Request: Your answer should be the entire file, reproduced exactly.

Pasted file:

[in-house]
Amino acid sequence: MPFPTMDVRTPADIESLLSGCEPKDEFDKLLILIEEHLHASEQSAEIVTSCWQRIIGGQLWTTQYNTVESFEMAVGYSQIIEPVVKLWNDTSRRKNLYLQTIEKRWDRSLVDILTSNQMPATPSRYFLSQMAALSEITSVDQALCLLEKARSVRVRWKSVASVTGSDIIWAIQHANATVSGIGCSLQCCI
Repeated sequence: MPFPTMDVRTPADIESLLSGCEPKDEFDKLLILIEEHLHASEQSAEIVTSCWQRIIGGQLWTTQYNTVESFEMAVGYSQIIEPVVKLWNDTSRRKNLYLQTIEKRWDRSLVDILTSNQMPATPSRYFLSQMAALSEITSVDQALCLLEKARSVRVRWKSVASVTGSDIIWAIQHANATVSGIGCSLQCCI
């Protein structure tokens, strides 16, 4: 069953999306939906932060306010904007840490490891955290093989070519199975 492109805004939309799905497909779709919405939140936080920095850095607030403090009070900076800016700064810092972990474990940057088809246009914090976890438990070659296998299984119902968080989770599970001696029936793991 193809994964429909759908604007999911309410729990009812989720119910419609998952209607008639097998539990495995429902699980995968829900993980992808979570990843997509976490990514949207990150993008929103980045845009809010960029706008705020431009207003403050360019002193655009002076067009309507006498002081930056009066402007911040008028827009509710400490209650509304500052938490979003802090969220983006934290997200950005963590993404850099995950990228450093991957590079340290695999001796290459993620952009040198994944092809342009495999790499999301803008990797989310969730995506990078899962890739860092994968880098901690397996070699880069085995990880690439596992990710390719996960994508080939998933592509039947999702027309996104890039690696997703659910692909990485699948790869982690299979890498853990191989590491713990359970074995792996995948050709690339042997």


[in-house]
Amino acid sequence: MPFPTMDVRTPADIESLLSGCEPKDEFDKLLILIEEHLHASEQSAEIVTSCWQRIIGGQLWTTQYNTVESFEMAVGYSQIIEPVVKLWNDTSRRKNLYLQTIEKRWDRSLVDILTSNQMPATPSRYFLSQMAALSEITSVDQALCLLEKARSVRVRWKSVASVTGSDIIWAIQHANATVSGIGCSLQCCI
Repeated sequence: MPFPTMDVRTPADIESLLSGCEPKDEFDKLLILIEEHLHASEQSAEIVTSCWQRIIGGQLWTTQYNTVESFEMAVGYSQIIEPVVKLWNDTSRRKNLYLQTIEKRWDRSLVDILTSNQMPATPSRYFLSQMAALSEITSVDQALCLLEKARSVRVRWKSVASVTGSDIIWAIQHANATVSGIGCSLQCCI
């Protein structure tokens, strides 16, 4: 069953999306939906932060306010904007840490490891955290093989070519199975 492109805004939309799905497909779709919405939140936080920095850095607030403090009070900076800016700064810092972990474990940057088809246009914090976890438990070659296998299984119902968080989770599970001696029936793991 193809994964429909759908604007999911309410729990009812989720119910419609998952209607008639097998539990495995429902699980995968829900993980992808979570990843997509976490990514949207990150993008929103980045845009809010960029706008705020431009207003403050360019002193655009002076067009309507006498002081930056009066402007911040008028827009509710400490209650509304500052938490979003802090969220983006934290997200950005963590993404850099995950990228450093991957590079340290695999001796290459993620952009040198994944092809342009495999790499999301803008990797989310969730995506990078899962890739860092994968880098901690397996070699880069085995990880690439596992990710390719996960994508080939998933592509039947999702027309996104890039690696997703659910692909990485699948790869982690299979890498853990191989590491713990359970074995792996995948050709690339042997």